The farm bill dates back to the Great Depression and outlines agricultural spending ranging from subsidies for farmers to food stamps for the poor. The bill is politically sensitive as many rural representatives are speaking in the name of large farmers, while representatives with more urban voters advocate greater food stamp and nutrition program spending. President Bush opposes the proposed 2007 Farm Bill and has said it is still too expensive and does not allow for a large enough cut in subsidies to wealthy farmers. The 2007 bill would cost more than $280bn over a period of five years. "Unfortunately, Congress is considering a massive, bloated farm bill that would do little to solve the problem. The bill Congress is now considering would fail to eliminate subsidy payments to multi-millionaire farmers," said the president Tuesday. The president said such subsidies are financially constraining at a time when food prices have skyrocketed. "It's not the time to ask American families who are already paying more in the check-out line to pay more in subsidies for wealthy farmers," said Bush at another press conference in April. "Congress can reform our farm programs, and should, by passing a fiscally responsible bill that treats our farmers fairly, and does not impose new burdens on American taxpayers." Nonetheless, say observers, cuts in subsidies would not readily bring about a decrease in food prices. The bill would, however, increase spending on nutrition programs that could offset the blow of food prices for some. In the proposed bill, food stamp and nutrition programs account for approximately two-thirds of the spending. This funding would come in the form of financial assistance to low-income families for buying food, and would involve a switch from paper food stamps to electronic ones. As well, funding for purchasing fruits and vegetables for children at school would be increased. The money for this would be derived from taxing foreign companies with operations in the US currently not be paying all domestic taxes. "With record farm income, now is not the time for Congress to ask other sectors of the economy to pay higher taxes in order to increase the size of government," said the president last month. "The proposal would increase spending by at least $16bn, masked in part by budgetary gimmicks and funded in part by additional tax revenues." The deadline for the existing bill has been extended numerous times since 2007, as politicians debate over the highly diverse and complex piece of legislation. As such, the president has not only called for a one-year extension to allow sufficient time to iron out the details of farm spending, but has also threatened to veto the bill entirely. "Despite the passage of more than a year since my administration unveiled a responsible and forward-looking farm bill proposal, there are no signs that the conference committee will reach agreement on an acceptable farm bill by Friday. I therefore call on Congress to provide our agricultural producers with the certainty to make sound business and planting decisions about this year's crop by extending current law for at least one year," he said prior to a previous deadline in April. Some lawmakers have argued the bill holds too many items that do not belong in a farm bill. For instance, the Senate created a tax break for race horse owners and another for the timber industry.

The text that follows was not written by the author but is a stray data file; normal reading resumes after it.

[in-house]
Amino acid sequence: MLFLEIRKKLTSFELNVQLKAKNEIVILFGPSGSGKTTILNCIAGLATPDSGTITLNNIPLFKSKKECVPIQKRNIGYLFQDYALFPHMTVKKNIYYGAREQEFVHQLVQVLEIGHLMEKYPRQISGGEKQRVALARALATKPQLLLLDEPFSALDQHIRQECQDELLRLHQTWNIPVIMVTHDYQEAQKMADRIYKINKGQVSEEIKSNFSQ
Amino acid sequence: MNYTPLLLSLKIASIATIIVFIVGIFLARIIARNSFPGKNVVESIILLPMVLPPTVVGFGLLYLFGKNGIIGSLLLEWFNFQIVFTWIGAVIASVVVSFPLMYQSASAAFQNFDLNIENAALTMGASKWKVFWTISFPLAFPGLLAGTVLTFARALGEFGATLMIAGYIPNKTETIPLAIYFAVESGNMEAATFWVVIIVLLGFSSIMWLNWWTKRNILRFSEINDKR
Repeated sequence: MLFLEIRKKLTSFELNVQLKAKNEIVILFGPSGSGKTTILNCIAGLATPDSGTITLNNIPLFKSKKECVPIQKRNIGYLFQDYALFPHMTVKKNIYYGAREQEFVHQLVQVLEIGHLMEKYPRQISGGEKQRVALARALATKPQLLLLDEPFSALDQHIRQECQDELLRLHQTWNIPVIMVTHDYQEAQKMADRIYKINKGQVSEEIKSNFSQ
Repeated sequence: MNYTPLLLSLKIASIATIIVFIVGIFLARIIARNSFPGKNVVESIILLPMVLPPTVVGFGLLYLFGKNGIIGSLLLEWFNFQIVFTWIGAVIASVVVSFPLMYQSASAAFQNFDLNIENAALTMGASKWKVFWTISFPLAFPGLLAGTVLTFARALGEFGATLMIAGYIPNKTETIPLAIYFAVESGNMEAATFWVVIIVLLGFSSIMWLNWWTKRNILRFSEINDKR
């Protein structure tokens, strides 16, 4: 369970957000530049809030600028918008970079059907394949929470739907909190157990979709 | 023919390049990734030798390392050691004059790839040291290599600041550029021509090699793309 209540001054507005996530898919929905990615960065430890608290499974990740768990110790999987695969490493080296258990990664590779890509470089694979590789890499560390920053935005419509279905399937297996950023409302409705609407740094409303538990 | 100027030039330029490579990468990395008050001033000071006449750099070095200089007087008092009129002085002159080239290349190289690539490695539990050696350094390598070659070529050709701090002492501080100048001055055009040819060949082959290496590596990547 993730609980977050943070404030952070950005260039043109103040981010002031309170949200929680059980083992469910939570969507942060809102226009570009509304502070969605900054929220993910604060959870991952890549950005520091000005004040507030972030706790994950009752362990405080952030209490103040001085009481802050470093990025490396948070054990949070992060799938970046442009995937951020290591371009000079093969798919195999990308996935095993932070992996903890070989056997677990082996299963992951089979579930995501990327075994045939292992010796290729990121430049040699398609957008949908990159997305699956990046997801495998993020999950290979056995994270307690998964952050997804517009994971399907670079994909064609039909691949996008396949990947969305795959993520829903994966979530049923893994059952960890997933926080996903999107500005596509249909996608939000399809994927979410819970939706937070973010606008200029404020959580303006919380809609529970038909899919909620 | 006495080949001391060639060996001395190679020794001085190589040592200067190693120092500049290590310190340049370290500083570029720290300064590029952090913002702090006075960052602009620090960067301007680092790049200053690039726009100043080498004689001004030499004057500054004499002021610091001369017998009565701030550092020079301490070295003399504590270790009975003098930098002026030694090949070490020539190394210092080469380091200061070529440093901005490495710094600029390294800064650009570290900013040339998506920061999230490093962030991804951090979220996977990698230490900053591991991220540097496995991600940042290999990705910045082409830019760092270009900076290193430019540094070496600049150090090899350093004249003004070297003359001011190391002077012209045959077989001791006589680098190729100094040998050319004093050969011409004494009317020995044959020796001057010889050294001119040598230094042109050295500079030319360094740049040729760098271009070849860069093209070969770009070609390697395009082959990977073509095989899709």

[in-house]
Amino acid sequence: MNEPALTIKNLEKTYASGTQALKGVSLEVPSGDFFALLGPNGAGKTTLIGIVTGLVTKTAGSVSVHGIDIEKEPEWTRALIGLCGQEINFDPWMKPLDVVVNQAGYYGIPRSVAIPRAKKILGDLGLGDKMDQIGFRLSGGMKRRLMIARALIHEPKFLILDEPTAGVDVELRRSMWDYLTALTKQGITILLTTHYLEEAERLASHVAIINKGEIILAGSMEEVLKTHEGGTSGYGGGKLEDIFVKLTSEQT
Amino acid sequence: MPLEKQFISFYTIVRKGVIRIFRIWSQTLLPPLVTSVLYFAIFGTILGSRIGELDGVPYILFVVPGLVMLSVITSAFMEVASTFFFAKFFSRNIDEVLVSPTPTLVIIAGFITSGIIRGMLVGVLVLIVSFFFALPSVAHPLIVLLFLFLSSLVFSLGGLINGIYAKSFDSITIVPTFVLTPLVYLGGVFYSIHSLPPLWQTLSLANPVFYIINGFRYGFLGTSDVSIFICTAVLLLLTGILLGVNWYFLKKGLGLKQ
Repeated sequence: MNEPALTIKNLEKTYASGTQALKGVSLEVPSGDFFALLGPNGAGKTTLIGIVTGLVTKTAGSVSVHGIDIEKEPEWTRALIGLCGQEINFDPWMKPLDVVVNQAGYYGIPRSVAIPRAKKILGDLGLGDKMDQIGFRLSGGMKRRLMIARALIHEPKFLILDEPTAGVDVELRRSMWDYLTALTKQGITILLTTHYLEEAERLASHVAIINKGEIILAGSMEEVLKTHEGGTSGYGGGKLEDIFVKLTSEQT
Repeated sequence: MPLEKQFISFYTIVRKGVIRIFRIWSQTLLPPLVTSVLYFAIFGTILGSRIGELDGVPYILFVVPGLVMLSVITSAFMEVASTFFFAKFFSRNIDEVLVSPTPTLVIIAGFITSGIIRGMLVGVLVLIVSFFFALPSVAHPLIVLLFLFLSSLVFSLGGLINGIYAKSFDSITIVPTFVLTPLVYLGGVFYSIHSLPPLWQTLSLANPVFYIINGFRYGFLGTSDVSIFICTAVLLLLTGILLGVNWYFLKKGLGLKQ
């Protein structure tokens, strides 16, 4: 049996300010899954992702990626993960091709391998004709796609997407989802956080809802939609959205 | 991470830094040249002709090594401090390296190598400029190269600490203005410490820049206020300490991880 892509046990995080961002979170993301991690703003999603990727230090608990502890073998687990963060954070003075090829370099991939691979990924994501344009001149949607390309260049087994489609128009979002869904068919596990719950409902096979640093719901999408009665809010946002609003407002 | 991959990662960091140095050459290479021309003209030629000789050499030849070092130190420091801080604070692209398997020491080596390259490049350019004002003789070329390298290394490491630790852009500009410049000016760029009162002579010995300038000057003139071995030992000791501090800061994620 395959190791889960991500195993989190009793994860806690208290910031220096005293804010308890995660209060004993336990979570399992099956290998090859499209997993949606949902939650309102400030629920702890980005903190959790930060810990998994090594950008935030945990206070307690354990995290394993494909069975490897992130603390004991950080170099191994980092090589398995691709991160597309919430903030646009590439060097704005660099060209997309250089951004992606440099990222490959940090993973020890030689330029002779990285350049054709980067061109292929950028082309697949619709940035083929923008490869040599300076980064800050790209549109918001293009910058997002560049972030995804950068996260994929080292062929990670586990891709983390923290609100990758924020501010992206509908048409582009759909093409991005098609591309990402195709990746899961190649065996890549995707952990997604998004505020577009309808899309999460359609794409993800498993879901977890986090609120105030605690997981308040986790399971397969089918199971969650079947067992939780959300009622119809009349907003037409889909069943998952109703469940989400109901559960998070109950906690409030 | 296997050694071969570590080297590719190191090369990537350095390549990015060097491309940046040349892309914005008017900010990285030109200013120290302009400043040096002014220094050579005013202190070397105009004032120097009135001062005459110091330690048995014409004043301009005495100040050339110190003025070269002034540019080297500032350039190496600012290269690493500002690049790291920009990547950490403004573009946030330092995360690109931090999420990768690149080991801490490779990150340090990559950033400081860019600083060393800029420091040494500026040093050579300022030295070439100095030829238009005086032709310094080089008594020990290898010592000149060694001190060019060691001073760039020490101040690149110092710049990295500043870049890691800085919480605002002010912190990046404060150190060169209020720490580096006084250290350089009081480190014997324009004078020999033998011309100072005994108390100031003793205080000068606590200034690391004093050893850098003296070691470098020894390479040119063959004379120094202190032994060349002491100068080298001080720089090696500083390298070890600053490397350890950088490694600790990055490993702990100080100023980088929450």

The current farm bill is set to expire today, though President George W Bush is pressing for a one-year extension on hammering out the new bill as Congress tackles restructuring traditionally heavy subsidy programs to farmers.